Honduras · Switzerland · Taiwan · the Netherlands · UK

A taste of five pancakes

Before moving to London, I never knew about Pancake Day. Despite growing up in a Catholic household, there never was any change in our diets before, during or after Lent. We’d go to church, maybe eat more seafood during Easter, but never try to consume all the rich foods before Lent. Also, culturally pancakes are foreign to us. We eat both American-style pancakes and crepes but pancakes themselves are not part of a typical Honduran diet.

I love pancakes: blueberry pancakes, chocolate chip pancakes, thick pancakes, thin pannekoeken or crepes, you name it. So it was only natural for me to tackle pancakes on such a special day. I’ve been making pancakes with my mum’s recipe for years, though adapted to yield one portion of pancakes. To challenge myself, I tried to make different pancakes for each country I’ve lived in. It was fun to brainstorm though I spent 2 hours making said pancakes.

For reference, this is my mum’s recipe (which she got from my grandmother and who knows where she got it from…basically it’s the Motz family pancake recipe):

1 cup flour

1 cup milk

1 egg

1 tsp baking powder

1 tbsp butter (which I’ve always omitted, never changed the end results)

1 tbsp sugar (again, optional, especially if adding sweet toppings)

All the ingredients are mixed into a batter. Scoop batter onto pan with the teeniest amount of butter (which has been wiped around the pan with a paper towel), unless you’re doing Dutch style pancakes (pannekoeken) which do need a healthy nob of butter to cook in. A tip to keep them fluffy: don’t press down on the pancakes with a spatula while cooking.


Now, here are my five-country variations:

Honduras (family recipe, served just with maple syrup)

These are my mum’s pancakes, which I’ve eaten my whole life. We would usually have them with honey or, my personal favorite, Hershey’s chocolate syrup. However, I ran out of honey and I don’t have Hershey’s syrup either, so maple syrup it is. I actually like the taste of it more than honey’s.

Taiwan (pineapple pancakes)

So I tried the pineapple cakes before and I thought I could adapt the recipe into pancakes. I made the pineapple jam and mixed it in with the batter, to which I also added a spoonful of milk powder to evoke more of the pastry flavor. They were tricky to shape into circles, but they tasted nice (very sweet, though).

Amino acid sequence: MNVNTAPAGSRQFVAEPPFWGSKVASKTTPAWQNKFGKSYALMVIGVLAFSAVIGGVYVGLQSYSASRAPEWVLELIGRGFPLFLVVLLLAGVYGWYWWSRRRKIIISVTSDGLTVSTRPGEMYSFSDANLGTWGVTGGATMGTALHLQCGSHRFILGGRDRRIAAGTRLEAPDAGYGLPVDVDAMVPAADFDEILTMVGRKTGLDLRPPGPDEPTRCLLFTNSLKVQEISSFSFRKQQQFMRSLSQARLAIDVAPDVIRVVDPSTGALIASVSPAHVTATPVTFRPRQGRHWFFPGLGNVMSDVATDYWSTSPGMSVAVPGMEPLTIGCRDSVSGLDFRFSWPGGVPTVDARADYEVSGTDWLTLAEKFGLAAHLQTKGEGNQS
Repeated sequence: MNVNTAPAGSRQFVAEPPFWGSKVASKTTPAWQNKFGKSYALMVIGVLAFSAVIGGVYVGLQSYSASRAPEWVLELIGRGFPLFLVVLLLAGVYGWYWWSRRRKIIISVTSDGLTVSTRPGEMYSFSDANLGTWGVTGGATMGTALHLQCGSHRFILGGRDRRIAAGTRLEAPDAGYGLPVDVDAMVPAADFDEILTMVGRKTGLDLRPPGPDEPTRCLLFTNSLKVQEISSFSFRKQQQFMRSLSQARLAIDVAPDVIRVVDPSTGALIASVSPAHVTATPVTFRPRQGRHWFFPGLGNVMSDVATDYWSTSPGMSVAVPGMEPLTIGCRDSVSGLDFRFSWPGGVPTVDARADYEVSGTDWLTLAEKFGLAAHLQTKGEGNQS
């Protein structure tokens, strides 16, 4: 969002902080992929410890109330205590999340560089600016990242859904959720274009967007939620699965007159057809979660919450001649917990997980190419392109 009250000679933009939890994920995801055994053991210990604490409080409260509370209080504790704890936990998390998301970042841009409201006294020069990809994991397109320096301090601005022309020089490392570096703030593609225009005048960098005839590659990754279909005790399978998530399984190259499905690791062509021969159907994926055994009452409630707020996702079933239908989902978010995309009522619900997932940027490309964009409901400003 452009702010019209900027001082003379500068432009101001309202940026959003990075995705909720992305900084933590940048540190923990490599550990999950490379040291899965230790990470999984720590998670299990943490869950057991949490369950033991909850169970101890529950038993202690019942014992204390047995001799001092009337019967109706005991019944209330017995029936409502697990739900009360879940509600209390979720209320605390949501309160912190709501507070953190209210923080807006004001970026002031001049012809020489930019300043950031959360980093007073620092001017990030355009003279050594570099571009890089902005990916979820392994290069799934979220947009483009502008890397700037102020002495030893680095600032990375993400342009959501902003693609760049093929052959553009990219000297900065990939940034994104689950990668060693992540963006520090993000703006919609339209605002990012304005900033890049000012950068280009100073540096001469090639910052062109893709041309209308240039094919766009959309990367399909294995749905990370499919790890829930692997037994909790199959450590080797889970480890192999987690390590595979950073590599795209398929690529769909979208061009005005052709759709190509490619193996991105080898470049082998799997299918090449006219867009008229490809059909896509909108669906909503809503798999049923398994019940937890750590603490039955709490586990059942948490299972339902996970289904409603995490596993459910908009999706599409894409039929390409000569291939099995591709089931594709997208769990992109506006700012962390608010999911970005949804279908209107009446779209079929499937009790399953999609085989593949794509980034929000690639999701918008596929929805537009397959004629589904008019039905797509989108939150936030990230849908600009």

the Netherlands (pannekoeken with brown sugar or hagelslag)

One of the things I miss about the Netherlands and Belgium was their style of pancakes, thin as crepes but laden with goodness. I always had pannekoeken with either cassonade (brown icing sugar) or hagelslag (chocolate sprinkles); savoury pannekoeken I’ve only had here in London at My Old Dutch Pancake House (really tasty, but enormous things!). So that’s how I had my small portion of pannekoeken (I thinned out the batter with milk to get the crepe-like pancake): with brown sugar and lemon, and hagelslag.

Switzerland (pancake fondue)

For this one, I cheated a bit. The pancake itself isn’t anything Swiss; I just cut up my mum’s pancakes into bite-size pieces. But I did make a chocolate sauce for dipping as you would with dessert fondue. Definitely more of a snack than a meal!

UK (digestive pancakes)

I know ‘digestive pancakes’ sounds hilarious but when you find out that Britain’s favorite biscuit is the digestive biscuit (essentially, a cookie with oats and brown sugar) then it all makes sense. I attempted to recreate the biscuits in pancake form. I ground a couple of tablespoons of oats and added them to the batter, along with a tablespoon of brown sugar (instead of the original tablespoon of sugar). These came out alright, though I would probably add more oatmeal in future batches or just mix ground digestive biscuits into the batter. I spread some of the chocolate sauce on top, just as digestive biscuits sometimes have a layer of chocolate.

Unsurprisingly, I had a lot of pancakes. At least I’ve got breakfast sorted for the rest of the week!

the Netherlands

Poffertjes = lekker

Poffertjes without the poffertjespan